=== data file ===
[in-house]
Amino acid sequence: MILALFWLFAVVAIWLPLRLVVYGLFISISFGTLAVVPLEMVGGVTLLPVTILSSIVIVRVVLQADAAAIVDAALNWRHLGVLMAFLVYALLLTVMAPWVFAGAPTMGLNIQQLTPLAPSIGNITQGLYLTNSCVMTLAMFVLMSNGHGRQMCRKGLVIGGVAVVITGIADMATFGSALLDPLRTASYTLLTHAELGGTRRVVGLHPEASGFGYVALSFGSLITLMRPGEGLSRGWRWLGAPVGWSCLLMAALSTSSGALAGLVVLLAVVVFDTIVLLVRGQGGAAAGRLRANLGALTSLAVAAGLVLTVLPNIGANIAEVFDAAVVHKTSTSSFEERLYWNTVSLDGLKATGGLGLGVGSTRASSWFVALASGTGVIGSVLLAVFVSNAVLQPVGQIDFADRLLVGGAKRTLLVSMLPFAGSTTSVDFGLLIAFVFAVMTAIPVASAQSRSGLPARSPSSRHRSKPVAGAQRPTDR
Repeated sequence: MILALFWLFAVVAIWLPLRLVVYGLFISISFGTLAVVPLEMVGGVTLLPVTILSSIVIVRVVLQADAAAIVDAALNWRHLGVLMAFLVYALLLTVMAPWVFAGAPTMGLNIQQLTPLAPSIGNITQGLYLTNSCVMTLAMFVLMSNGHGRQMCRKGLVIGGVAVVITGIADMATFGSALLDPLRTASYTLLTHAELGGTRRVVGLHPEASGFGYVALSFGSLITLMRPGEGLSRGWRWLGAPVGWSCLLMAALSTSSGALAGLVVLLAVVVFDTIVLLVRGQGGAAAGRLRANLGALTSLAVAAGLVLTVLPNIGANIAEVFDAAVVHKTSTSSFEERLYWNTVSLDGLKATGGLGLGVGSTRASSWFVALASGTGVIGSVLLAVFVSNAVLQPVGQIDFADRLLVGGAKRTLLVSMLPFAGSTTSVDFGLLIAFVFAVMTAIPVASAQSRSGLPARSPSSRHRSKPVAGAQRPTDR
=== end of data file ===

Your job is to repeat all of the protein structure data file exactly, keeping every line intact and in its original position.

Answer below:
[in-house]
Amino acid sequence: MILALFWLFAVVAIWLPLRLVVYGLFISISFGTLAVVPLEMVGGVTLLPVTILSSIVIVRVVLQADAAAIVDAALNWRHLGVLMAFLVYALLLTVMAPWVFAGAPTMGLNIQQLTPLAPSIGNITQGLYLTNSCVMTLAMFVLMSNGHGRQMCRKGLVIGGVAVVITGIADMATFGSALLDPLRTASYTLLTHAELGGTRRVVGLHPEASGFGYVALSFGSLITLMRPGEGLSRGWRWLGAPVGWSCLLMAALSTSSGALAGLVVLLAVVVFDTIVLLVRGQGGAAAGRLRANLGALTSLAVAAGLVLTVLPNIGANIAEVFDAAVVHKTSTSSFEERLYWNTVSLDGLKATGGLGLGVGSTRASSWFVALASGTGVIGSVLLAVFVSNAVLQPVGQIDFADRLLVGGAKRTLLVSMLPFAGSTTSVDFGLLIAFVFAVMTAIPVASAQSRSGLPARSPSSRHRSKPVAGAQRPTDR
Repeated sequence: MILALFWLFAVVAIWLPLRLVVYGLFISISFGTLAVVPLEMVGGVTLLPVTILSSIVIVRVVLQADAAAIVDAALNWRHLGVLMAFLVYALLLTVMAPWVFAGAPTMGLNIQQLTPLAPSIGNITQGLYLTNSCVMTLAMFVLMSNGHGRQMCRKGLVIGGVAVVITGIADMATFGSALLDPLRTASYTLLTHAELGGTRRVVGLHPEASGFGYVALSFGSLITLMRPGEGLSRGWRWLGAPVGWSCLLMAALSTSSGALAGLVVLLAVVVFDTIVLLVRGQGGAAAGRLRANLGALTSLAVAAGLVLTVLPNIGANIAEVFDAAVVHKTSTSSFEERLYWNTVSLDGLKATGGLGLGVGSTRASSWFVALASGTGVIGSVLLAVFVSNAVLQPVGQIDFADRLLVGGAKRTLLVSMLPFAGSTTSVDFGLLIAFVFAVMTAIPVASAQSRSGLPARSPSSRHRSKPVAGAQRPTDR